Petroleum in the Niger Delta is produced from the unconsolidated sands in the Agbada Formation and the reservoir properties are controlled by depositional environment and agents of deposition, structure and depth of burial.

A transversely anisotropic medium with a vertical symmetry are characterized by three anisotropic parameters: ε, γ, and δ (Sayers, 2005 [

where C_{11} is the in-plane compressional modulus, C_{13} is an important constant that controls the shape of the wave surfaces, C_{33} is the out-of-plane compressional modulus, C_{44} is the out-of-plane shear modulus and C_{66} is the in-plane shear modulus. These five independent elastic constants C_{11}, C_{13}, C_{33}, C_{44} and C_{66} are for weak and transversely isotropic medium with vertical symmetry.

The P-wave time-processing parameter η (Alkhalifah and Tsvankin, 1995) [

Two wells A and B from each depobelt were used in this study (_{P}) and shear (V_{S}) wave velocity logs. The initial task in the anisotropy modeling is to solve for the five independent elastic constants using well data from which the anisotropy parameters were evaluated using appropriate equations.

The estimated anisotropy parameters in sands and shales for the two wells were subsequently cross-plotted in shales and sands for the two depobelts to characterize anisotropy.

The P-wave and S-wave anisotropy were cross-plotted for the Central Swamp and Greater Ughelli depobelts (

γ = 1.6172ε + 0.0026 with R^{2} = 0.5177 (5)

and

γ = 1.1721ε + 0.0036 with R^{2} = 0.6552 (6)

for Greater Ughelli, where ε and γ are the P-wave (ε) and S-wave (γ) anisotropy parameters respectively and R^{2} is the correlation coefficient.

This empirical relations implies that P-wave (ε) anisotropy can be estimated from S-wave (γ) anisotropy, and vice-versa, once sufficient information about one is known.

Swamp and Greater Ughelli Depobelts. The result show that η is higher than δ in both sand and shale formations. This behavior could be associated with the alternating sequence of massive shale and sand beds observed within this depobelt. An inverse relationship is observed between the two parameters and the best-fit regression line to data were estimated.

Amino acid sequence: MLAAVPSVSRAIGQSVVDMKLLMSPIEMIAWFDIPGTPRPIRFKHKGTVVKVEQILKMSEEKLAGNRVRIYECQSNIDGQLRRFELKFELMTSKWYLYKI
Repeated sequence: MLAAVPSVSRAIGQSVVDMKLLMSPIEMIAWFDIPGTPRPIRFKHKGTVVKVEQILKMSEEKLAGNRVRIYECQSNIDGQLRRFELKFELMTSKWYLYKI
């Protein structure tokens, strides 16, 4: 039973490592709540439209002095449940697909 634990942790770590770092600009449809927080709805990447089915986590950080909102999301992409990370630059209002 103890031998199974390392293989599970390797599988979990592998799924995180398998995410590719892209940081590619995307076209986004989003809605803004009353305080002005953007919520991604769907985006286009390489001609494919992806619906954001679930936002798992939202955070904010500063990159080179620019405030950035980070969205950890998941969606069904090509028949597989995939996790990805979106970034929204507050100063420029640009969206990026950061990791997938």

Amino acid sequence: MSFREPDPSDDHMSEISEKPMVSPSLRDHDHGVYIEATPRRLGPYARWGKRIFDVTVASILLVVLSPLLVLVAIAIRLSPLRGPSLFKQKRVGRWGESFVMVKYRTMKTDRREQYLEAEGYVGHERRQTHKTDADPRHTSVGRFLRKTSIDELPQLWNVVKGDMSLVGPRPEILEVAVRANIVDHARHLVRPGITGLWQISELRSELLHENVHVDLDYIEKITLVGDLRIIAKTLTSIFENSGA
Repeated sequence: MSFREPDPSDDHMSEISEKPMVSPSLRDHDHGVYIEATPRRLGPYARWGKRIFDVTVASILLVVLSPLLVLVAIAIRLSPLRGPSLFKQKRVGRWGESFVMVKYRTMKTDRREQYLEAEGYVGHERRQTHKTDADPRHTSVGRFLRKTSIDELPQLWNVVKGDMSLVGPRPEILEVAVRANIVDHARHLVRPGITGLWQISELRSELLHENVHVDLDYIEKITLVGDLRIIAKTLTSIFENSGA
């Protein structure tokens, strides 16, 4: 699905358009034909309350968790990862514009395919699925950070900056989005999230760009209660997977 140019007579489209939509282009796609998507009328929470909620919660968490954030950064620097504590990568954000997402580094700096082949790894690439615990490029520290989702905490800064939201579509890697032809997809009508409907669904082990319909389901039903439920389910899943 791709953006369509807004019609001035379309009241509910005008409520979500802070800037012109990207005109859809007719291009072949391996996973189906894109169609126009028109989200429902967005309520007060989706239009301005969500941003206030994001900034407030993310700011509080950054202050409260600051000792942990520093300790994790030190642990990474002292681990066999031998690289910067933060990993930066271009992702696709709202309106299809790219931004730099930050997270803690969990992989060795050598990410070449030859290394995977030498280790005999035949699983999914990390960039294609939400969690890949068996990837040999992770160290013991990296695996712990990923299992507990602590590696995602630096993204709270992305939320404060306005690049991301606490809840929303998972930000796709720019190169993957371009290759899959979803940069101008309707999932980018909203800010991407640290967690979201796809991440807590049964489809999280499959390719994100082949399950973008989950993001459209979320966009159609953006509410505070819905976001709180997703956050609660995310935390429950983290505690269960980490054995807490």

Result show that the best-fit regression line to data for the Central Swamp and Greater Ughelli respectively are:

δ = −0.6069η + 0.0021 with R^{2} = 0.5732 (7)

and

δ = −0.8586η + 0.0021 with R^{2} = 0.5165 (8)

Results from γ-ε cross-plots show that approximately 7% - 29% P-wave anisotropy and 10% - 40% S-wave anisotropy were observed in the shales; while 2.5% - 3% P-wave anisotropy and 2% - 10% S-wave anisotropy were observed in sands. Likewise, in

The estimated anisotropy parameters in the Central Swamp is considered to be high (with ε = 29%, γ = 40%, δ = 14%, and ŋ = 28%) as compared to that in Greater Ughelli depobelt (with ε = 7%, γ = 10%, δ = 8%, and δ = 10%).

It is also worthy to note that when a sand contains large amounts of authigenic clays, it may become intrinsically anisotropic (Wang, 2002) [

Based on the cross-plots of the anisotropy parameters and analyses of the best-fit regression line of the plots in shale, a relation was derived for ε-γ and δ-η parameters in the two depobelts. These relations are quite good considering their high correlation coefficients. The relations could be used for estimating any of the parameters in the two depobelts once there is appropriate information or data for any one parameter. Such estimation is independent of pressure, pore fluids and lithology.

It is very useful when S-wave (γ) is available, but P-wave (ε) anisotropy is not. This is done to avoid having to undergo the tedious algebraic derivation of the P-wave anisotropy using stiffness tensor. This also applies to δ-η in the study.

Our results in the Central Swamp and Greater Ughelli depobelts shows a higher degree of anisotropy in shales than sands, indicating that the Niger Delta shales are intrinsically anisotropic. The predominance of shales in the depobelts accounts for this high degree of anisotropy. The estimated anisotopy is higher in the Central Swamp than the Greater Ughelli depobelt. A relation has also been derived for the P-wave (ε) and S-wave (γ) anisotropies, and also for the Delta δ- and Eta ŋ-anisotropies in the Niger Delta.

The relevance of these parameters in seismic processing and interpretation makes it imperative to have these empirical relations which in effect could be applied in new areas within the Niger Delta to estimate anisotropy parameters for seismic processing and imaging.

We are grateful to Shell Petroleum Development Company, Port Harcourt, for the privilege to use their data in this study.

Iheanyichukwu P. C. Okorie,Joseph O. Ebeniro,Chukwuemeka N. Ehirim, (2016) Anisotropy and Empirical Relations for the Estimation of Anisotropy Parameters in Niger Delta Depobelts. International Journal of Geosciences,07,345-352. doi: 10.4236/ijg.2016.73027